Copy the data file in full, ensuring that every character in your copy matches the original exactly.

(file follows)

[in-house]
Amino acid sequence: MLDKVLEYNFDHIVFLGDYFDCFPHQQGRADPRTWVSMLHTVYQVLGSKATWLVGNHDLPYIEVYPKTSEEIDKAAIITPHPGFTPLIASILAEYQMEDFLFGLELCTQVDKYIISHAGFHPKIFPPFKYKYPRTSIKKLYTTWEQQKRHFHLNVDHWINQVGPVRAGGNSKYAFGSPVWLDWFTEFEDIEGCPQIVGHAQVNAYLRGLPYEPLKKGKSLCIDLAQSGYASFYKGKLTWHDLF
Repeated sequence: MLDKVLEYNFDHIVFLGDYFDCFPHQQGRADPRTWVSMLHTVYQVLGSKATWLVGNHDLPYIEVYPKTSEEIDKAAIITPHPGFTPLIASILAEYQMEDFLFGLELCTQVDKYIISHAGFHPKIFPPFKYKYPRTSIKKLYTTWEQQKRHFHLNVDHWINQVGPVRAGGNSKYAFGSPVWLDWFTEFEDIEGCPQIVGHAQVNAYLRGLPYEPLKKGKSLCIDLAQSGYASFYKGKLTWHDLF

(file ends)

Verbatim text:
[in-house]
Amino acid sequence: MLDKVLEYNFDHIVFLGDYFDCFPHQQGRADPRTWVSMLHTVYQVLGSKATWLVGNHDLPYIEVYPKTSEEIDKAAIITPHPGFTPLIASILAEYQMEDFLFGLELCTQVDKYIISHAGFHPKIFPPFKYKYPRTSIKKLYTTWEQQKRHFHLNVDHWINQVGPVRAGGNSKYAFGSPVWLDWFTEFEDIEGCPQIVGHAQVNAYLRGLPYEPLKKGKSLCIDLAQSGYASFYKGKLTWHDLF
Repeated sequence: MLDKVLEYNFDHIVFLGDYFDCFPHQQGRADPRTWVSMLHTVYQVLGSKATWLVGNHDLPYIEVYPKTSEEIDKAAIITPHPGFTPLIASILAEYQMEDFLFGLELCTQVDKYIISHAGFHPKIFPPFKYKYPRTSIKKLYTTWEQQKRHFHLNVDHWINQVGPVRAGGNSKYAFGSPVWLDWFTEFEDIEGCPQIVGHAQVNAYLRGLPYEPLKKGKSLCIDLAQSGYASFYKGKLTWHDLF